AS AN MSP, you naturally want to grow your client base, not shrink it. But however you want to phrase it—getting rid of clients, cutting them loose, or curating your list—firing clients can actually be a major win for your organization.
Let’s face it. Some clients hold you back from reaching your full potential. A poor-fit client can hurt your profitability, growth, and even your ability to retain talented techs.
When your MSP is relatively small and you’ve worked so hard to land those initial contracts, even considering firing a client can feel terrifying. And while it won’t necessarily solve all the challenges of managing and growing your MSP, routinely firing poor-fit clients can dramatically improve some of your most important metrics.
Understanding the Why Behind Firing Clients
Erick Simpson, MSP author, speaker, and consultant, uses sports to create the perfect analogy for why firing clients makes real business sense. “We want to get to the championship every single year. But as we know, the sports fans among us, we don’t keep the same players every single year for 20 years. We make player trades in order to get the right players to help us get to the championship every year.”
Just like sports teams, MSPs “need to trade out our underperforming players in order to bring on the right players to help us get to the championship. And that’s really the philosophy here. How can we bring on the right clients that value our services, that pay us what we’re worth so that we can continue to grow and add to our staff and compete in today’s very challenging talent hiring and retention market?”
All too often, MSPs overextend themselves by working with clients who are a poor fit— clients who require more resources, are paying a lower rate, or have other issues. And these poor-fit clients ultimately keep your MSP from effectively serving your top clients.
If you’re not careful, this could ultimately lead to a situation where you aren’t able to build a strong relationship with your best clients, making it harder to retain them. At the same time, this can create a more stressful work environment for your technicians, making it harder to attract and keep top talent. This creates a vicious cycle where nobody is happy, and you struggle to provide quality work to quality clients.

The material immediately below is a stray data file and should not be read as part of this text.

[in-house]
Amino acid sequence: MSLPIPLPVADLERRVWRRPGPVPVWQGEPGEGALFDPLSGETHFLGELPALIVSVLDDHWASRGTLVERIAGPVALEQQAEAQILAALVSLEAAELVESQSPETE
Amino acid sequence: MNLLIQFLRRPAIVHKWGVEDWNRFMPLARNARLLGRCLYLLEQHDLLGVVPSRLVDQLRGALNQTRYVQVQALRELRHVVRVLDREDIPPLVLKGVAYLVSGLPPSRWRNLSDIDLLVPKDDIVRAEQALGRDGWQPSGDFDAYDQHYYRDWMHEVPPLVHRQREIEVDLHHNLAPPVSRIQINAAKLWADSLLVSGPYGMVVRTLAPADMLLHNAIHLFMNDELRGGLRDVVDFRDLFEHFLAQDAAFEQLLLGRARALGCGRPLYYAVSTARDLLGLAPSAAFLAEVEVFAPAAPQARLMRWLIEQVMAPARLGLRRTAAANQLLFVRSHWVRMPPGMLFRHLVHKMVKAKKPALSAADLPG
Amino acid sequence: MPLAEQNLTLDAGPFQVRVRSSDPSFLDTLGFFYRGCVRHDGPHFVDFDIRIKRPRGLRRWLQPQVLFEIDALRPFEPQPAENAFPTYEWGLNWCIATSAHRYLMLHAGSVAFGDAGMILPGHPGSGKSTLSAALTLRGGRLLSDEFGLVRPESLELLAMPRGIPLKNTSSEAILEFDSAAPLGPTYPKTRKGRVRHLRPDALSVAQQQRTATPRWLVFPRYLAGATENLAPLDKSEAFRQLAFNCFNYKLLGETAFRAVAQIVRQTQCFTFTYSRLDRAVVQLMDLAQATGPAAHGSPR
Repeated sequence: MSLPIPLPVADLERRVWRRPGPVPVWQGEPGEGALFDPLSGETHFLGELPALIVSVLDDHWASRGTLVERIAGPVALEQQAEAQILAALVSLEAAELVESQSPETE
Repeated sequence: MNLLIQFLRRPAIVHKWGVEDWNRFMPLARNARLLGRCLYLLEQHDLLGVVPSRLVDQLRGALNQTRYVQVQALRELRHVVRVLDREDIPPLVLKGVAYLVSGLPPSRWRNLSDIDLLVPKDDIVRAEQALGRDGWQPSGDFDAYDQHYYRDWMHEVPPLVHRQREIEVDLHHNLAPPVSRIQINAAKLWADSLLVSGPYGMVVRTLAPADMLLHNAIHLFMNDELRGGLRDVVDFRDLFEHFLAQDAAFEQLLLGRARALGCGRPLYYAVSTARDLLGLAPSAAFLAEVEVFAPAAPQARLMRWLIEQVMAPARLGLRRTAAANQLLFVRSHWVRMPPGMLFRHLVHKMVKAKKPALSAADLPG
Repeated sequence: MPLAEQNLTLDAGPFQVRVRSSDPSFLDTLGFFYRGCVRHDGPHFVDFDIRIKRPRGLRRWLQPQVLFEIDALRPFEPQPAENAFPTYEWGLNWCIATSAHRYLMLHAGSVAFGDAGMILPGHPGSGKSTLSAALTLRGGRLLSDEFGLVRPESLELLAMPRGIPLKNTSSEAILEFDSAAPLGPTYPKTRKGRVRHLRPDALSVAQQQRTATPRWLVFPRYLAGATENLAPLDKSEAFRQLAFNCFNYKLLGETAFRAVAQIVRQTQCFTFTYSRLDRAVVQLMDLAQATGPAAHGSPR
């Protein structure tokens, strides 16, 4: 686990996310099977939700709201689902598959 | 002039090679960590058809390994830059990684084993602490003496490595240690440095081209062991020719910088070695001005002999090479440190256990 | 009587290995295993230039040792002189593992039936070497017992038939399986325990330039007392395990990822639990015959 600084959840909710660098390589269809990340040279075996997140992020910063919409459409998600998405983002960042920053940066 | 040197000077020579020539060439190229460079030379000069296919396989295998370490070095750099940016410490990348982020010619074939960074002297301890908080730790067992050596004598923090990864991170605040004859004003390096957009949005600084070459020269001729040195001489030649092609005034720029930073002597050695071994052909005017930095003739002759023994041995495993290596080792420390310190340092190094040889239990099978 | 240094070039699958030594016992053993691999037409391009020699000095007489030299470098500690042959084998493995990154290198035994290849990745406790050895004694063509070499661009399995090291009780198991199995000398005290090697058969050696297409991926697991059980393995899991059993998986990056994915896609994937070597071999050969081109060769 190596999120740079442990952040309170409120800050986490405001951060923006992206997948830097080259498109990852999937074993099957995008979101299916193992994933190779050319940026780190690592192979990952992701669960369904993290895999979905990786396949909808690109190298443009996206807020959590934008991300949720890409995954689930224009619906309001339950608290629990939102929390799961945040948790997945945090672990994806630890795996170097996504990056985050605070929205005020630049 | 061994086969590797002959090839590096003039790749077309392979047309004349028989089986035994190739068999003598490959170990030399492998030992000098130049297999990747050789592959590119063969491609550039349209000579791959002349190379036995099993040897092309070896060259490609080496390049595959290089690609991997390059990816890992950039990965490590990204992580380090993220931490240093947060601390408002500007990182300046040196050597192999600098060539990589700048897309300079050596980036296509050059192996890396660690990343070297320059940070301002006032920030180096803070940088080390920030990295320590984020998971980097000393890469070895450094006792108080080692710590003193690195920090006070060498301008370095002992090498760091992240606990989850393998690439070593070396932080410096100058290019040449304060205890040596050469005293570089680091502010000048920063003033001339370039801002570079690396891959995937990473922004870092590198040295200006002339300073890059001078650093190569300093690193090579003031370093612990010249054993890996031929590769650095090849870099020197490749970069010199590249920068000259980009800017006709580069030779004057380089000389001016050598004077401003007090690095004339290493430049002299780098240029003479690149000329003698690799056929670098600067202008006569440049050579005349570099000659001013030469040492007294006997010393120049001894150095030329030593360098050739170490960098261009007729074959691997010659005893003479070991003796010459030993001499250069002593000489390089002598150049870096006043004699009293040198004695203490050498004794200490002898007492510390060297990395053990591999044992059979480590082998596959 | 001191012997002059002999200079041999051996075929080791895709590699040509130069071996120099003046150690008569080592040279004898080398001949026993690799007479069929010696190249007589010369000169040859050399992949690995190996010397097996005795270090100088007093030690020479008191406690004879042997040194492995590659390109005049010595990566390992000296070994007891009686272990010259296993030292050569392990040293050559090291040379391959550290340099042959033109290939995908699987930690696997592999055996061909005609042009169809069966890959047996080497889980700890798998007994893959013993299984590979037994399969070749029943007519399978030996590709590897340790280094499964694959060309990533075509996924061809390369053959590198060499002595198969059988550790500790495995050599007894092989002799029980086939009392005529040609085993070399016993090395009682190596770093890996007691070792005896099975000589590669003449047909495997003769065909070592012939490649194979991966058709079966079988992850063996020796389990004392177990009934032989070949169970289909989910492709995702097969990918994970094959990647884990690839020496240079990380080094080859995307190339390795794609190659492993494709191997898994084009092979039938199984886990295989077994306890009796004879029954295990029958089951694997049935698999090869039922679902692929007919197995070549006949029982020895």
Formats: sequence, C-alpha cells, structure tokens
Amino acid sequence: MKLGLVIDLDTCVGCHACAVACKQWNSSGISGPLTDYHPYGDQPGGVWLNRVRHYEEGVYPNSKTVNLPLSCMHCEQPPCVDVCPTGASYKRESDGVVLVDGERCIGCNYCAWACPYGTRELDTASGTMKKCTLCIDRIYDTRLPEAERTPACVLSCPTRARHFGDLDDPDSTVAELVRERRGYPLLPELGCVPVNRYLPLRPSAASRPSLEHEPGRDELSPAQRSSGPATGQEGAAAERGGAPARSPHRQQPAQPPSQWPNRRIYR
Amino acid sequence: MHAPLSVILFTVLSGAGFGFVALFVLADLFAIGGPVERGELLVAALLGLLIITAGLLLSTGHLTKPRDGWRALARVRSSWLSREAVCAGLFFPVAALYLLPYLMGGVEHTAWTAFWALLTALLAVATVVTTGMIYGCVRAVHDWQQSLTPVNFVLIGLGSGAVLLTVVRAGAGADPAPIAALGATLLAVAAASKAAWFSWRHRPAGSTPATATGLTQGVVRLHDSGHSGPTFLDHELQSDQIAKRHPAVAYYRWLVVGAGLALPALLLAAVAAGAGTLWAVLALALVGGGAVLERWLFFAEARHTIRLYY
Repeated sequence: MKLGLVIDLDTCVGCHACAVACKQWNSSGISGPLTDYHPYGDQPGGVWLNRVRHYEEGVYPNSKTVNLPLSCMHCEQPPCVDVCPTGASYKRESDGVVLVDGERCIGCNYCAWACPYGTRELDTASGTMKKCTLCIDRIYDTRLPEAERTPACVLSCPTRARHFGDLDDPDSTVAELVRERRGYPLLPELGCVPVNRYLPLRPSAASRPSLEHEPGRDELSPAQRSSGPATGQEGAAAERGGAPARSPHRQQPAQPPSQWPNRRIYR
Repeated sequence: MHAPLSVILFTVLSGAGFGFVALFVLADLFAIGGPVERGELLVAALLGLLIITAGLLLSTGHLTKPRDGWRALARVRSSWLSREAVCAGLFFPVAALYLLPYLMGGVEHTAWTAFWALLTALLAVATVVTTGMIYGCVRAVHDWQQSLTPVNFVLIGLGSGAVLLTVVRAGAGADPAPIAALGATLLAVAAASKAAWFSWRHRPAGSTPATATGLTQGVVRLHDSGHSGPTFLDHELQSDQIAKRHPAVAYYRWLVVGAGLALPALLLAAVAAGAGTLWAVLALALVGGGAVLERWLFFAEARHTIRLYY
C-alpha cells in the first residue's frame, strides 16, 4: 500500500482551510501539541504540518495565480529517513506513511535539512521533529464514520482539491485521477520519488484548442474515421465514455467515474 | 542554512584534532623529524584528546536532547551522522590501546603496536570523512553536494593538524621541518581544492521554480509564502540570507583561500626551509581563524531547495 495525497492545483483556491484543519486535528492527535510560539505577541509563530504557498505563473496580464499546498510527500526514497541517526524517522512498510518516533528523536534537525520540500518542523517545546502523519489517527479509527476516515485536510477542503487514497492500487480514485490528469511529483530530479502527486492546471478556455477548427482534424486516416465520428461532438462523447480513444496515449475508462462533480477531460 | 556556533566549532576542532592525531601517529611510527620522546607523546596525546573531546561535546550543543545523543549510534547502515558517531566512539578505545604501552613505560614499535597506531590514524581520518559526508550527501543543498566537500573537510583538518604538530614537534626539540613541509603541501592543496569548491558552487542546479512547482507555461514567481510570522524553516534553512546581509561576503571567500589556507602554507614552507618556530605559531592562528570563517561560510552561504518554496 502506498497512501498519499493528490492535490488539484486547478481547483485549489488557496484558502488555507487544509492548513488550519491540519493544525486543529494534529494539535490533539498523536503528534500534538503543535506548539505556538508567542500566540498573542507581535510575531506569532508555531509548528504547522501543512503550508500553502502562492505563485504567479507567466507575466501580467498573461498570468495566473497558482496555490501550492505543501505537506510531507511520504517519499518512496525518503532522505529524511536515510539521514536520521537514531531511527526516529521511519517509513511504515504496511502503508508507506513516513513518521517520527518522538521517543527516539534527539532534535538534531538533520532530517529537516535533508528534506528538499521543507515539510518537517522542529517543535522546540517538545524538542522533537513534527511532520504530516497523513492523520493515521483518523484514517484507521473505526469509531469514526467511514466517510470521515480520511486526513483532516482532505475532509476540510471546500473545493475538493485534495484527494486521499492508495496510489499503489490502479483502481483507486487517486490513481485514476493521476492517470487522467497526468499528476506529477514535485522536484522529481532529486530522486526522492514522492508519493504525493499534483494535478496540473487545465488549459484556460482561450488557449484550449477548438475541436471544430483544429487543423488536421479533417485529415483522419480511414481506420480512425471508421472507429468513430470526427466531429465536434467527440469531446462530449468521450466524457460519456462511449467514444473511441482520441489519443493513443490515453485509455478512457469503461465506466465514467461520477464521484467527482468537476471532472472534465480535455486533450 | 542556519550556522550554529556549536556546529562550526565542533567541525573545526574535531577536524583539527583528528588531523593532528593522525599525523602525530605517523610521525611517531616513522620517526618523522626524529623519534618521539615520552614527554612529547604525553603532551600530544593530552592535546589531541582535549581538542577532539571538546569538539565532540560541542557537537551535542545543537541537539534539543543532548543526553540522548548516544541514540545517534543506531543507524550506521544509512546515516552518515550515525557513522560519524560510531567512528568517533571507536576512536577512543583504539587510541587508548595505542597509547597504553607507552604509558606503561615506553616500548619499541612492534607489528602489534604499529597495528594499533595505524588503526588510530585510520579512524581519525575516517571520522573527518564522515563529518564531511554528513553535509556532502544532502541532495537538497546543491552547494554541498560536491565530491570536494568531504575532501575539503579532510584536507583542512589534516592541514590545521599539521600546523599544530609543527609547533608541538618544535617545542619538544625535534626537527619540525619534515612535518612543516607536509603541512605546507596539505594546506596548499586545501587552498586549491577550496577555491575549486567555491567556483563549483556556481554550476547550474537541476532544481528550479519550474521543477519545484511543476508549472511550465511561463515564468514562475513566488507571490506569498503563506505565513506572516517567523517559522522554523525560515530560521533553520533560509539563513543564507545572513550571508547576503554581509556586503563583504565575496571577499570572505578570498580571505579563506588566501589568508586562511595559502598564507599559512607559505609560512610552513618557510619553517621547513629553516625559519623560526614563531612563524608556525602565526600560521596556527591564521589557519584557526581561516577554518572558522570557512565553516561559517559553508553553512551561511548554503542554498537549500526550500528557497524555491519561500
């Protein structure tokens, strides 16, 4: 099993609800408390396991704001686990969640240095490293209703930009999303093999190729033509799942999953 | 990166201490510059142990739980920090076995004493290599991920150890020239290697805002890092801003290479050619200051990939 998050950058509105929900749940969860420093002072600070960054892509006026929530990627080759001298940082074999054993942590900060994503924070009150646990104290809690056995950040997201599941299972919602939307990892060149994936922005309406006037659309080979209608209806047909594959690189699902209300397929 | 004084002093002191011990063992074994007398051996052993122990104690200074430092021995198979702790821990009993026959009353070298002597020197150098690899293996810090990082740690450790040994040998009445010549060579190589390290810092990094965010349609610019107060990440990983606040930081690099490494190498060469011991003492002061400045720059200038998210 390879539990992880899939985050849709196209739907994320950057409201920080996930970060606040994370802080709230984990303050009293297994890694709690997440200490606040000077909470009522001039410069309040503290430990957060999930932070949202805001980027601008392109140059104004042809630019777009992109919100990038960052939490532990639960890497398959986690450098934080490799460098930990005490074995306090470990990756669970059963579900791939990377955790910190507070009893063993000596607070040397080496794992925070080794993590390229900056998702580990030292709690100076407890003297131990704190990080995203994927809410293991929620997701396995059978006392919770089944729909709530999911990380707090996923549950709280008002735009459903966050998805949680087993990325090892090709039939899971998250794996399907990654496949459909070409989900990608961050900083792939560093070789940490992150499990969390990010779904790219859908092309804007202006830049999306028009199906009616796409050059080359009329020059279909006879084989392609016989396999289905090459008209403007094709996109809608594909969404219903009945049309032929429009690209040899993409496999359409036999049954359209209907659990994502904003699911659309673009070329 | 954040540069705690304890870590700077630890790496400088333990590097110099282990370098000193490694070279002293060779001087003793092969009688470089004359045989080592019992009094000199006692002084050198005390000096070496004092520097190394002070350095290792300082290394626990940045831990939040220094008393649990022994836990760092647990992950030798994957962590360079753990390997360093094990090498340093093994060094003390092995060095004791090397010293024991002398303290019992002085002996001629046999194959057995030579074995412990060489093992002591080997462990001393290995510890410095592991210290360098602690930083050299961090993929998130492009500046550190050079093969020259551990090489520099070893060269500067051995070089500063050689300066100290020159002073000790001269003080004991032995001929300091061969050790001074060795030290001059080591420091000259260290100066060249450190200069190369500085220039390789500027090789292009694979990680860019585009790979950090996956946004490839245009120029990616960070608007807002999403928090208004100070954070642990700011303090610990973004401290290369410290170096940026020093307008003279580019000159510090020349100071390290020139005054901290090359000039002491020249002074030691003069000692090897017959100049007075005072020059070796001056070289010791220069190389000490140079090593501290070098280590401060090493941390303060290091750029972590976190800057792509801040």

Identifying Your A, B, and C Clients
So how do you decide who to keep and who to fire? Simpson recommends segmenting your clients into three groups—A, B, and C. The goal of this segmentation is to determine who is truly the best match for your MSP’s services, and which clients should be first on the chopping block.
On a strategic level, Simpson advises asking questions such as, “Do they fit within our scope of services? Do they align with our strategic requirements? Are they reactive business operators? Are they strategic? Can we have strategic conversations? Can we roadmap with them? Can we add more value than being a reactive firefighter?”
Cultural fit and budget are also important factors to consider. You don’t want to keep working with a client who is verbally abusive to your technicians. And keeping a client that is paying significantly lower rates can severely limit your growth opportunities.
Because of this, you may have to take a long look at your legacy customers—the ones who have been with you since the early days of your MSP. These clients often enjoy lower rates because your MSP was still trying to establish a client base at the time. You may also be overdelivering services to them by providing work that’s no longer part of your core service package.